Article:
What kind of art is worth your time? What makes something superlative or beautiful?

Everyone asks these questions because everyone gives their time and attention to some kind of art or entertainment every day. Movies, magazines, books, podcasts, plays, television shows – art takes many forms, but in every case it demands judgment: is this worthwhile? Is this good? Should I be watching this?

There are many fine answers to these questions about art. Aesthetics is a whole field of philosophy unto itself. I confess that I’m ignorant of most of it.

But whenever I come across these lines, I have to admit that they seem to me to sum up anything I could imagine saying about the ideal of beauty:

“Finally, brethren, whatever things are true, whatever things are noble, whatever things are just, whatever things are pure, whatever things are lovely, whatever things are of good report, if there is any virtue and if there is anything praiseworthy – meditate on these things.” 

These lines come from a letter of Paul, the early Christian missionary credited with bringing Christianity to the Roman world. In this letter he’s writing to a group of early Christians in a city with a large military and imperial presence on how to be an effective counter-cultural force for good. And these are his instructions.

I don’t choose these lines because they come from a religion or a collection of writings considered so important by many (though their context definitely means something to me). I choose them because I think they’re true and nuanced and useful. In this view, beauty is not just for consumption or for entertainment. It’s also something that transforms us for the better. It’s a credit to his insight that, followed closely, this instruction would be sufficient to revolutionize a culture’s sense of beauty and its overall sense of life.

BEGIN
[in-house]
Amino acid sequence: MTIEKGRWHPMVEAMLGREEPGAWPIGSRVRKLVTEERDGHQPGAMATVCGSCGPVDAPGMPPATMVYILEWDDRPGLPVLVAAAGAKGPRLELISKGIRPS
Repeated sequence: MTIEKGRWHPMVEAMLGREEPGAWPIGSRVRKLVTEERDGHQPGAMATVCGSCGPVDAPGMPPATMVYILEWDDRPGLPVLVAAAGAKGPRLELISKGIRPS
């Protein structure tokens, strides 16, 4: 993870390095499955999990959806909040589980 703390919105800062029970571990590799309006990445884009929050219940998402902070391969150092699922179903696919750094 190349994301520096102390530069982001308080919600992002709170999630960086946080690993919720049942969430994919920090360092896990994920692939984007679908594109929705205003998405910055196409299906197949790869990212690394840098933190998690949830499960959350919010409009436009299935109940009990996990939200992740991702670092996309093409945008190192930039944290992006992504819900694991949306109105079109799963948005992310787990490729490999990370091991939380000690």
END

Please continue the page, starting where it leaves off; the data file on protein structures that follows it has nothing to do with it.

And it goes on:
Wisdom in our aesthetic attentions is not easy to come by. But rather than giving a series of easy-to-follow rules or checklists or guidelines, Paul leaves his readers with other positive virtues as beacons. We have to find the rest of the way to beauty that transforms us.

If there is anything praiseworthy. If there is any virtue. Whatever things are true. These lines recognize that if we want to find beauty, we must seek out the good and the true in all things – including things that upon first inspection look unpromising. They also do not deny that there is a difference between noble and ignoble, virtuous and vicious, true and untrue. The truth is that – like in ourselves – beauty and ugliness often live side by side . But if the net effect of an experience is to make us more noble, virtuous, and true, there’s a good chance we experienced it as beautiful as well.

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